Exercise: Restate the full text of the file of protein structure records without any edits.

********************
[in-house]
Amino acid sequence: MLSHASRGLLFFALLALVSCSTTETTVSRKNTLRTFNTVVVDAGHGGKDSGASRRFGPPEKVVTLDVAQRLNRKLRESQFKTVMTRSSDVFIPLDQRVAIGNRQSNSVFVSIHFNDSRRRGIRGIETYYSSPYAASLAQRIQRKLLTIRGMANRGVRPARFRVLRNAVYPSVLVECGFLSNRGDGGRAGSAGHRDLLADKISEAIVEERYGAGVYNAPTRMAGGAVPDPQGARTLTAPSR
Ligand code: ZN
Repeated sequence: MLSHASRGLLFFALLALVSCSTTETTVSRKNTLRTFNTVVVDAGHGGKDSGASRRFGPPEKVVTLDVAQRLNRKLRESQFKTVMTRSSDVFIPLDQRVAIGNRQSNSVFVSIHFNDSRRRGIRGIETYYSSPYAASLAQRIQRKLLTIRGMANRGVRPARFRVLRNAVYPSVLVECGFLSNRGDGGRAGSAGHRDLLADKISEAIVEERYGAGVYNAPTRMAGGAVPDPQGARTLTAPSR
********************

[in-house]
Amino acid sequence: MLSHASRGLLFFALLALVSCSTTETTVSRKNTLRTFNTVVVDAGHGGKDSGASRRFGPPEKVVTLDVAQRLNRKLRESQFKTVMTRSSDVFIPLDQRVAIGNRQSNSVFVSIHFNDSRRRGIRGIETYYSSPYAASLAQRIQRKLLTIRGMANRGVRPARFRVLRNAVYPSVLVECGFLSNRGDGGRAGSAGHRDLLADKISEAIVEERYGAGVYNAPTRMAGGAVPDPQGARTLTAPSR
Ligand code: ZN
Repeated sequence: MLSHASRGLLFFALLALVSCSTTETTVSRKNTLRTFNTVVVDAGHGGKDSGASRRFGPPEKVVTLDVAQRLNRKLRESQFKTVMTRSSDVFIPLDQRVAIGNRQSNSVFVSIHFNDSRRRGIRGIETYYSSPYAASLAQRIQRKLLTIRGMANRGVRPARFRVLRNAVYPSVLVECGFLSNRGDGGRAGSAGHRDLLADKISEAIVEERYGAGVYNAPTRMAGGAVPDPQGARTLTAPSR